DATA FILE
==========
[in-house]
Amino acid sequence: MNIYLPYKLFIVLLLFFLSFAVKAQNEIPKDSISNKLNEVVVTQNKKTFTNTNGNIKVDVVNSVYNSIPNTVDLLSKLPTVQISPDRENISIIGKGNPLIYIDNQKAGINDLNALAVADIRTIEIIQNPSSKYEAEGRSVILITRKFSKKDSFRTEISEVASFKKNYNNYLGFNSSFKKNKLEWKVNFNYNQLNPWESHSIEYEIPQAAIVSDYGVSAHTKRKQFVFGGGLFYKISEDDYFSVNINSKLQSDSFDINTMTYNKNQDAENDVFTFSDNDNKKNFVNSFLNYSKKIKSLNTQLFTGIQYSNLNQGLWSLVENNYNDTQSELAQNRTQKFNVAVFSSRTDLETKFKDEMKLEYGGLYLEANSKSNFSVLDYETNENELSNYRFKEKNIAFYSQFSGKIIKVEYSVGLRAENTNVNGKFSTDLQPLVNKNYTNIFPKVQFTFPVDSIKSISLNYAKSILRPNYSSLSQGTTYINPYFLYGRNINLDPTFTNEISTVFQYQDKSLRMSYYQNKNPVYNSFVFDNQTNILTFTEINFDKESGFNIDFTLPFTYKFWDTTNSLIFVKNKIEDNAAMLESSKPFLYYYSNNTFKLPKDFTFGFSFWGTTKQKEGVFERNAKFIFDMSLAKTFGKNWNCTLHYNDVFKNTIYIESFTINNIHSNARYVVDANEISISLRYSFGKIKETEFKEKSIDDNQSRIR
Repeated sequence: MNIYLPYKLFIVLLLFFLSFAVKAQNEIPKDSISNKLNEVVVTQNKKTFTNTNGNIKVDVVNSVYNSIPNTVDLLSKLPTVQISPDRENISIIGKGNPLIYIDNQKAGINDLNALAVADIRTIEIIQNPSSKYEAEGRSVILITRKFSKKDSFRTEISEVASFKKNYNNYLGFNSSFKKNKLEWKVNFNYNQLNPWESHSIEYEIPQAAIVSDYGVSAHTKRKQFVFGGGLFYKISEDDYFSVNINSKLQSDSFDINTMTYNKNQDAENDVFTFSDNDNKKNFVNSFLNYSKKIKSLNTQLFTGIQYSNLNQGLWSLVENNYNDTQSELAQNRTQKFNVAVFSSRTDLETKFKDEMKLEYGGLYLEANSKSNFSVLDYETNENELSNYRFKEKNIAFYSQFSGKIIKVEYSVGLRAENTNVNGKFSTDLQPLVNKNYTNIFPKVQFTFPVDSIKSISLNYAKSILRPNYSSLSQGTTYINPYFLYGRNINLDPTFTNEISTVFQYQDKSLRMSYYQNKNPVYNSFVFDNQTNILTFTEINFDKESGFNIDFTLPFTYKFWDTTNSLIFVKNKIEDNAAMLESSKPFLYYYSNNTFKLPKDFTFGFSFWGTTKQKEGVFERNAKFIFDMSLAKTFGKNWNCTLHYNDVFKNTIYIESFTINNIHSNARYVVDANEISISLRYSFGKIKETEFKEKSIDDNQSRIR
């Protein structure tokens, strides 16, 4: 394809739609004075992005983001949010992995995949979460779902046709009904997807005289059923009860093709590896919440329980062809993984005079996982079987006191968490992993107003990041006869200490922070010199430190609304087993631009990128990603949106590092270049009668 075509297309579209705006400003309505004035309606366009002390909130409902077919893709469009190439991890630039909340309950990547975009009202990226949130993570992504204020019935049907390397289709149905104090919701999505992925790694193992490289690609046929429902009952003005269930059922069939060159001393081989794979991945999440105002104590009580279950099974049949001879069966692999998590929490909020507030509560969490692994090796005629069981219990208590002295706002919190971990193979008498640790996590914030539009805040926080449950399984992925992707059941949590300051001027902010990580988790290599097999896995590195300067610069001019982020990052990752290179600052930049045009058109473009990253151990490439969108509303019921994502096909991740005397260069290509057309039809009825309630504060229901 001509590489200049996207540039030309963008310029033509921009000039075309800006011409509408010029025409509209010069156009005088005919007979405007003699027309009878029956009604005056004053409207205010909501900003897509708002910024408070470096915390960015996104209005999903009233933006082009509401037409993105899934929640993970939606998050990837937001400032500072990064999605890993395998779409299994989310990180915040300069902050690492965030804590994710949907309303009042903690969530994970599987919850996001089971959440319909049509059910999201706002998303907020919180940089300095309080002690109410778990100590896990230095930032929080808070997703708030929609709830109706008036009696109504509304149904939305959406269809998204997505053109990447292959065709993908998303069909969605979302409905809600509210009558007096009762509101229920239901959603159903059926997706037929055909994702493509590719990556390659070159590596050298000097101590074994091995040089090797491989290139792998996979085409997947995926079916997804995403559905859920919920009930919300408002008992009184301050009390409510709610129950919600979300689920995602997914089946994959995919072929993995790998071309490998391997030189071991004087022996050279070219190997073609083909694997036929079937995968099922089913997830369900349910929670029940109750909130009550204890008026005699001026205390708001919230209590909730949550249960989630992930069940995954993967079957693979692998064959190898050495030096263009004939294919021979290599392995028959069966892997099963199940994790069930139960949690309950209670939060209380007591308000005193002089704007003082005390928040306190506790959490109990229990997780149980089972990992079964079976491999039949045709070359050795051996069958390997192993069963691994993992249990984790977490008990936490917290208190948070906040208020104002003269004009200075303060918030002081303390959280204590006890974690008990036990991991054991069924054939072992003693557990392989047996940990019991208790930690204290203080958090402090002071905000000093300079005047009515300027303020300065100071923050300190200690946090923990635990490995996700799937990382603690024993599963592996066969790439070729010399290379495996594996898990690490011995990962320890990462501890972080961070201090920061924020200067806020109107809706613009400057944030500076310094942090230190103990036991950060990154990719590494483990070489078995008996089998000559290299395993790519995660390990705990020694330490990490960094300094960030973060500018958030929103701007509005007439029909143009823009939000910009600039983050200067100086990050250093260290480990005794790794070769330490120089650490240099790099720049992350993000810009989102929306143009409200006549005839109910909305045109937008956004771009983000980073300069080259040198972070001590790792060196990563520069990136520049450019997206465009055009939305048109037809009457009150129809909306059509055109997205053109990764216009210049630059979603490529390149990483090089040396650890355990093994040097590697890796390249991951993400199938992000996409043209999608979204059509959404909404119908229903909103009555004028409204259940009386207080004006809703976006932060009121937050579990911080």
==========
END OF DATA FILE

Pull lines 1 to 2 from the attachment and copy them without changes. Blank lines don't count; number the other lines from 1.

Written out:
[in-house]
Amino acid sequence: MNIYLPYKLFIVLLLFFLSFAVKAQNEIPKDSISNKLNEVVVTQNKKTFTNTNGNIKVDVVNSVYNSIPNTVDLLSKLPTVQISPDRENISIIGKGNPLIYIDNQKAGINDLNALAVADIRTIEIIQNPSSKYEAEGRSVILITRKFSKKDSFRTEISEVASFKKNYNNYLGFNSSFKKNKLEWKVNFNYNQLNPWESHSIEYEIPQAAIVSDYGVSAHTKRKQFVFGGGLFYKISEDDYFSVNINSKLQSDSFDINTMTYNKNQDAENDVFTFSDNDNKKNFVNSFLNYSKKIKSLNTQLFTGIQYSNLNQGLWSLVENNYNDTQSELAQNRTQKFNVAVFSSRTDLETKFKDEMKLEYGGLYLEANSKSNFSVLDYETNENELSNYRFKEKNIAFYSQFSGKIIKVEYSVGLRAENTNVNGKFSTDLQPLVNKNYTNIFPKVQFTFPVDSIKSISLNYAKSILRPNYSSLSQGTTYINPYFLYGRNINLDPTFTNEISTVFQYQDKSLRMSYYQNKNPVYNSFVFDNQTNILTFTEINFDKESGFNIDFTLPFTYKFWDTTNSLIFVKNKIEDNAAMLESSKPFLYYYSNNTFKLPKDFTFGFSFWGTTKQKEGVFERNAKFIFDMSLAKTFGKNWNCTLHYNDVFKNTIYIESFTINNIHSNARYVVDANEISISLRYSFGKIKETEFKEKSIDDNQSRIR